The U.K.’s trade with 70 nations is in danger of falling off a “cliff edge” if Theresa May’s government doesn’t step up efforts to replicate the European Union’s commerce agreements, a panel of lawmakers says.

May’s ministers don’t even know precisely how many such agreements between the EU and third-party countries it will need to carry over when it leaves the bloc next year, according to the U.K. Parliament’s International Trade Committee. There seem to be about 40 deals involving about 70 countries, the panel said in a report published in London on Wednesday.

“Unless an agreement is reached with our trading partners in the coming months, a significant economic price will have to be paid,” said committee chair Angus Brendan MacNeil. “The Government must not be naive enough to assume that a verbal agreement to maintain the status quo constitutes a watertight guarantee – contingency plans are required.”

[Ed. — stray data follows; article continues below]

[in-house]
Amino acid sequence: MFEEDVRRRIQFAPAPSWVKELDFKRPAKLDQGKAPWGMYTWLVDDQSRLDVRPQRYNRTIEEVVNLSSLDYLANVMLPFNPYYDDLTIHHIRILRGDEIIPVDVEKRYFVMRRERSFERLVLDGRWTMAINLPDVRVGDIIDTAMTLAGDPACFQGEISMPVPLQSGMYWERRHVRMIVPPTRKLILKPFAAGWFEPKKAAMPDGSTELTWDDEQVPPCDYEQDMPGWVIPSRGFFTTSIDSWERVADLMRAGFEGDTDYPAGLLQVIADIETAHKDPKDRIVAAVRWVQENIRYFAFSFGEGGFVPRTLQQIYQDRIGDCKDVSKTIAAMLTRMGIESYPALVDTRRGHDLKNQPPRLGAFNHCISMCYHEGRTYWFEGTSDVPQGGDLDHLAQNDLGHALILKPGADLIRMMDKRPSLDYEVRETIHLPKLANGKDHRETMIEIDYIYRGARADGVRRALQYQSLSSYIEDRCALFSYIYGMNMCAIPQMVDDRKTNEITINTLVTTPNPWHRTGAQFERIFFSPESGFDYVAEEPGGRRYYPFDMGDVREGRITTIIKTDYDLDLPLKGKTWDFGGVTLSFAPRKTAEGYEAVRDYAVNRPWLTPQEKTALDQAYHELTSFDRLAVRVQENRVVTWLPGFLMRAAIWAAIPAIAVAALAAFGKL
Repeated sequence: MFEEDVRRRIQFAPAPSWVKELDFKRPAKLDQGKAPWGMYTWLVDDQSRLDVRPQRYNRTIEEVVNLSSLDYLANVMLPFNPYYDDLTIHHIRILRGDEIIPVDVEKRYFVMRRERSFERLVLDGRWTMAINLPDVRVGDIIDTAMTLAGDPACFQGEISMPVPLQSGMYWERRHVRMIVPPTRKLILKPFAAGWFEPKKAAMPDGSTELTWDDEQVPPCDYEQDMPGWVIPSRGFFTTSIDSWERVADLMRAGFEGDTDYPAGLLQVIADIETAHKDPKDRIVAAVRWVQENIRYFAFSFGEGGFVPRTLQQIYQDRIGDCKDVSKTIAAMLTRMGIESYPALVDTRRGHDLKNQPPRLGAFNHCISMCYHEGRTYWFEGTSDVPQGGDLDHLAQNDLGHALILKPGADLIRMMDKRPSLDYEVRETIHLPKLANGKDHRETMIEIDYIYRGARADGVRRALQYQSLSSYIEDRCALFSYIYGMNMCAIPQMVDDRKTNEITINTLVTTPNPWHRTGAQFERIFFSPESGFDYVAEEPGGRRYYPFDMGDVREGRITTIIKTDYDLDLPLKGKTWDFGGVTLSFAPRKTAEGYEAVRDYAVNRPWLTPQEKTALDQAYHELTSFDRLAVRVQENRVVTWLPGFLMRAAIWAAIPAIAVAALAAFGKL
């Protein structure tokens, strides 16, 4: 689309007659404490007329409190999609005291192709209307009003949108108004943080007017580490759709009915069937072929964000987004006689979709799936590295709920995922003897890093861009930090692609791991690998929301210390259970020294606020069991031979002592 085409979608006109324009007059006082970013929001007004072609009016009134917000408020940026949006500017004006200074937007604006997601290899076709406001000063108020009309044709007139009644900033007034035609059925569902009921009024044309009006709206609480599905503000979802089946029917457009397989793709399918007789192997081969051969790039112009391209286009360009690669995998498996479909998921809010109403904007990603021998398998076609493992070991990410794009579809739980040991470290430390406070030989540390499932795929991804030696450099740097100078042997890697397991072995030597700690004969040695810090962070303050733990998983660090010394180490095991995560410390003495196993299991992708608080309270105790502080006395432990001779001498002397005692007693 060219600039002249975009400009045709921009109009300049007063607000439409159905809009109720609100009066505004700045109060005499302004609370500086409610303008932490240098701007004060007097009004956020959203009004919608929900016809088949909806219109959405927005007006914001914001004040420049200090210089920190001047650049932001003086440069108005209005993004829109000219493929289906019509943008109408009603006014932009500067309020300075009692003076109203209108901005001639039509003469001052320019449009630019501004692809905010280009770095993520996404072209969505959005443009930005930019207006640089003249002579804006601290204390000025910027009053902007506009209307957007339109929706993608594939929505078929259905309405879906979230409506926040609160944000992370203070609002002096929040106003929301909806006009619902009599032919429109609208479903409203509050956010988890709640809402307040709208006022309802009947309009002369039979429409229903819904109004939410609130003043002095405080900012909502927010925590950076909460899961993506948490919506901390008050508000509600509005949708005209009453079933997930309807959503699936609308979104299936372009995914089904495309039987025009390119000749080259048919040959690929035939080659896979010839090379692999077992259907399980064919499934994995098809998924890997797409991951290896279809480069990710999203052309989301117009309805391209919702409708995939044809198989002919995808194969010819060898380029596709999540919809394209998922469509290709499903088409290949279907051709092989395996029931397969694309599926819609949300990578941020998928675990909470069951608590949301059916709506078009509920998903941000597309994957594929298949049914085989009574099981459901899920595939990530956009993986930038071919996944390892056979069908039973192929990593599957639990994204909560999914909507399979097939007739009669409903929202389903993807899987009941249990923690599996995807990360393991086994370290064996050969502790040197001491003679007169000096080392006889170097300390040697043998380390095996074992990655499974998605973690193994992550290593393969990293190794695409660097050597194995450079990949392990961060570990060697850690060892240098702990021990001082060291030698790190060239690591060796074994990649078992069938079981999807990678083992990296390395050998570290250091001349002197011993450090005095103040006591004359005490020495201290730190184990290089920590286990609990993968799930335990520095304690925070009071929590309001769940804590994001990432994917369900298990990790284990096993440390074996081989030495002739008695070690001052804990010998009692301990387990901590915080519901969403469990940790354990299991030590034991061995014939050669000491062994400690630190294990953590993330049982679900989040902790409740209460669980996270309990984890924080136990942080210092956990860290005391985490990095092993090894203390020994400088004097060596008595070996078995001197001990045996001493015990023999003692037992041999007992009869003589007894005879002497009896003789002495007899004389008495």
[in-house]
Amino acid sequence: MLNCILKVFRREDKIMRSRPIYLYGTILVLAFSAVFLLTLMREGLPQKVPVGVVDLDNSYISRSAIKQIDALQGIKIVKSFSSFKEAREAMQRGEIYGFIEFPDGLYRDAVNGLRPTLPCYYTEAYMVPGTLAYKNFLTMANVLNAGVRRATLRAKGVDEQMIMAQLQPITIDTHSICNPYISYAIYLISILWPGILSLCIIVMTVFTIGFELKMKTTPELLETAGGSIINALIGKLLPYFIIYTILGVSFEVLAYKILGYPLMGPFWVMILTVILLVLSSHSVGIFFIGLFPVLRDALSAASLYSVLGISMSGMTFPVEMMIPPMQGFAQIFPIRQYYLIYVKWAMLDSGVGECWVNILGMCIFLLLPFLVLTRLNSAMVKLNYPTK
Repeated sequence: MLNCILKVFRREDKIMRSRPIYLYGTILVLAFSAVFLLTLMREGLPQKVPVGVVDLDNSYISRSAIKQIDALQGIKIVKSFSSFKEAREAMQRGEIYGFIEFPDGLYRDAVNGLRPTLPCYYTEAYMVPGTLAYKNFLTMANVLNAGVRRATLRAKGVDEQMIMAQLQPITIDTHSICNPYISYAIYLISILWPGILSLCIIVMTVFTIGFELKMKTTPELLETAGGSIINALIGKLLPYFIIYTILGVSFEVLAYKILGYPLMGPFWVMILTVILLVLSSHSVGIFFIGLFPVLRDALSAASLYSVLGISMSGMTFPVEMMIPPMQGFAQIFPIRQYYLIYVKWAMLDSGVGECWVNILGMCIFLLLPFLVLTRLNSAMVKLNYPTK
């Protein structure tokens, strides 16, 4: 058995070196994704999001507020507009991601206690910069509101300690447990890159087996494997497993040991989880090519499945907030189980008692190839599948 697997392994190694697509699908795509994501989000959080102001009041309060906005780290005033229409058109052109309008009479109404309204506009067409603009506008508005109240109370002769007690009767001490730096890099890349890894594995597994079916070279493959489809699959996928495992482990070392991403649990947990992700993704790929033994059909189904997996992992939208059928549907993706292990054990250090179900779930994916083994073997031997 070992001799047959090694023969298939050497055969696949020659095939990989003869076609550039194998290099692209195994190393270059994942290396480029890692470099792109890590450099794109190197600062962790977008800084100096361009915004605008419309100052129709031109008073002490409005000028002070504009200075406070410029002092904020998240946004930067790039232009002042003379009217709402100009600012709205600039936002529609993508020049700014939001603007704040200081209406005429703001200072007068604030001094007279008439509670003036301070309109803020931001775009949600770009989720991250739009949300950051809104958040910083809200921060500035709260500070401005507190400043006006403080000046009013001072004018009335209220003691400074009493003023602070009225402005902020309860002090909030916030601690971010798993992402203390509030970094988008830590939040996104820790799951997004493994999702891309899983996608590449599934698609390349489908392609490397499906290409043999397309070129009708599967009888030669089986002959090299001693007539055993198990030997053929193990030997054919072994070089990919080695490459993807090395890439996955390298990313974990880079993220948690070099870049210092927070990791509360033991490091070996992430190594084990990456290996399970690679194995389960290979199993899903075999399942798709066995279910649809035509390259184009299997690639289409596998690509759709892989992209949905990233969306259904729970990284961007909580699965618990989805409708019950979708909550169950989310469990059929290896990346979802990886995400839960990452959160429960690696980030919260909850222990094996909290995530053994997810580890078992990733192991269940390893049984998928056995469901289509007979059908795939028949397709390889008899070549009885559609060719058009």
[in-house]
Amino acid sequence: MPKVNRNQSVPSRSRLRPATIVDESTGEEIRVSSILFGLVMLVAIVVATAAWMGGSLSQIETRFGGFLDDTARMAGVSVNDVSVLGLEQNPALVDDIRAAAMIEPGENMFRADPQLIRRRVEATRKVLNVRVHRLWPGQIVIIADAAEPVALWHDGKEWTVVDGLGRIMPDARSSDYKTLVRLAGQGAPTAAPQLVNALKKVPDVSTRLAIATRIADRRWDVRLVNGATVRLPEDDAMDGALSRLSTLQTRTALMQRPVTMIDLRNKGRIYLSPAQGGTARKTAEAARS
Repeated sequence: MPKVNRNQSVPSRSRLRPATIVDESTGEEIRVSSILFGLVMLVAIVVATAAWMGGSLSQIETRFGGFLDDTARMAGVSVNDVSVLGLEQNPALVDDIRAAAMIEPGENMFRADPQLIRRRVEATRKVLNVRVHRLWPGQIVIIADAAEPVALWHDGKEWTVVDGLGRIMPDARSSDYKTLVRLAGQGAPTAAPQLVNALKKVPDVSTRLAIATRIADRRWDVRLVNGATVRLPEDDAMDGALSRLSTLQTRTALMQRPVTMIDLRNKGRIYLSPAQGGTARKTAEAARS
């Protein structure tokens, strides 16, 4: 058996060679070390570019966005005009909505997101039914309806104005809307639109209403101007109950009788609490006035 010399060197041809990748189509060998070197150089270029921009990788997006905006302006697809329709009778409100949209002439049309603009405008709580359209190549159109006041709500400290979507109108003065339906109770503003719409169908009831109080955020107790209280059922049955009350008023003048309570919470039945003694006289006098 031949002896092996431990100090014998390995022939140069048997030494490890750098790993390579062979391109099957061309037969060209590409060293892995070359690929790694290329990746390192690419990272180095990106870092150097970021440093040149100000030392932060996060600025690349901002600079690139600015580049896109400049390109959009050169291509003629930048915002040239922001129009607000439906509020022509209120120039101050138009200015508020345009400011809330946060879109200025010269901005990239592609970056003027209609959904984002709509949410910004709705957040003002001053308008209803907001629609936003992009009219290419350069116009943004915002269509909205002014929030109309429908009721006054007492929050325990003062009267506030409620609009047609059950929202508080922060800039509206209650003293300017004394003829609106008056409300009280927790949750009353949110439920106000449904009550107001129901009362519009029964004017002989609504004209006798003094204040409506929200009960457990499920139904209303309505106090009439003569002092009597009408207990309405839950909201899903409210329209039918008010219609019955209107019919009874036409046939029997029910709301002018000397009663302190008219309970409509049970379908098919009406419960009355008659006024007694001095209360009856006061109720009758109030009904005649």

The government hit back, saying it had already spoken to the countries involved, such as South Korea, Canada and Japan, and is taking steps to ensure there’s no loss of trade opportunities.

“We have already held discussions with more than 70 countries — unlike the committee — and none have displayed any interest in disrupting trade flows, or in erecting barriers to trade that do not currently exist,” said International Trade Minister Greg Hands.

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